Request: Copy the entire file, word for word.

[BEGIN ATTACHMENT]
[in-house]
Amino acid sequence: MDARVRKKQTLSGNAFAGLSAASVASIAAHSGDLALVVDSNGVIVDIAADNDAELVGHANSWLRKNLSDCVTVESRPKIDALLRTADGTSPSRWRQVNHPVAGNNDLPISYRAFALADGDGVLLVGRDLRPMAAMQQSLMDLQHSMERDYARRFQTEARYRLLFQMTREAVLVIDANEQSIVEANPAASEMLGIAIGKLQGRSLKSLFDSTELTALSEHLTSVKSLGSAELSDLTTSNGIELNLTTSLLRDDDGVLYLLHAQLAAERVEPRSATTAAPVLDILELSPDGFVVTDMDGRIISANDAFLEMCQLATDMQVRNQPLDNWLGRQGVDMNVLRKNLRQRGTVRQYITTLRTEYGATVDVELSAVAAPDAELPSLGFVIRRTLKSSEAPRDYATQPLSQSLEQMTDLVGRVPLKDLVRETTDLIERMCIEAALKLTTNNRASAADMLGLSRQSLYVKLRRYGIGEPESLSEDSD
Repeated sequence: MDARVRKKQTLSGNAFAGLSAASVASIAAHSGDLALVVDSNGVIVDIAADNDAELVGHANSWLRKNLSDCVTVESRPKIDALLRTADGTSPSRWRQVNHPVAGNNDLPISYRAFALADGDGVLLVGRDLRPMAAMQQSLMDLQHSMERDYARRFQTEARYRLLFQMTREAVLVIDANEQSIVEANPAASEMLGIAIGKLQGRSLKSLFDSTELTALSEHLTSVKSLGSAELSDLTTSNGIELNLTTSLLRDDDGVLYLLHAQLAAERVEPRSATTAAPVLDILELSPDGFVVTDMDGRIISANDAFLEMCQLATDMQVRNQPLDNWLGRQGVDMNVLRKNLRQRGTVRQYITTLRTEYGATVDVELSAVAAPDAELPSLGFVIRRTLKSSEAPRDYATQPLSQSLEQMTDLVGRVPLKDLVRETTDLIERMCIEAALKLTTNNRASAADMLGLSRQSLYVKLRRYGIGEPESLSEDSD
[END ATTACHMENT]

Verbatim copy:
[in-house]
Amino acid sequence: MDARVRKKQTLSGNAFAGLSAASVASIAAHSGDLALVVDSNGVIVDIAADNDAELVGHANSWLRKNLSDCVTVESRPKIDALLRTADGTSPSRWRQVNHPVAGNNDLPISYRAFALADGDGVLLVGRDLRPMAAMQQSLMDLQHSMERDYARRFQTEARYRLLFQMTREAVLVIDANEQSIVEANPAASEMLGIAIGKLQGRSLKSLFDSTELTALSEHLTSVKSLGSAELSDLTTSNGIELNLTTSLLRDDDGVLYLLHAQLAAERVEPRSATTAAPVLDILELSPDGFVVTDMDGRIISANDAFLEMCQLATDMQVRNQPLDNWLGRQGVDMNVLRKNLRQRGTVRQYITTLRTEYGATVDVELSAVAAPDAELPSLGFVIRRTLKSSEAPRDYATQPLSQSLEQMTDLVGRVPLKDLVRETTDLIERMCIEAALKLTTNNRASAADMLGLSRQSLYVKLRRYGIGEPESLSEDSD
Repeated sequence: MDARVRKKQTLSGNAFAGLSAASVASIAAHSGDLALVVDSNGVIVDIAADNDAELVGHANSWLRKNLSDCVTVESRPKIDALLRTADGTSPSRWRQVNHPVAGNNDLPISYRAFALADGDGVLLVGRDLRPMAAMQQSLMDLQHSMERDYARRFQTEARYRLLFQMTREAVLVIDANEQSIVEANPAASEMLGIAIGKLQGRSLKSLFDSTELTALSEHLTSVKSLGSAELSDLTTSNGIELNLTTSLLRDDDGVLYLLHAQLAAERVEPRSATTAAPVLDILELSPDGFVVTDMDGRIISANDAFLEMCQLATDMQVRNQPLDNWLGRQGVDMNVLRKNLRQRGTVRQYITTLRTEYGATVDVELSAVAAPDAELPSLGFVIRRTLKSSEAPRDYATQPLSQSLEQMTDLVGRVPLKDLVRETTDLIERMCIEAALKLTTNNRASAADMLGLSRQSLYVKLRRYGIGEPESLSEDSD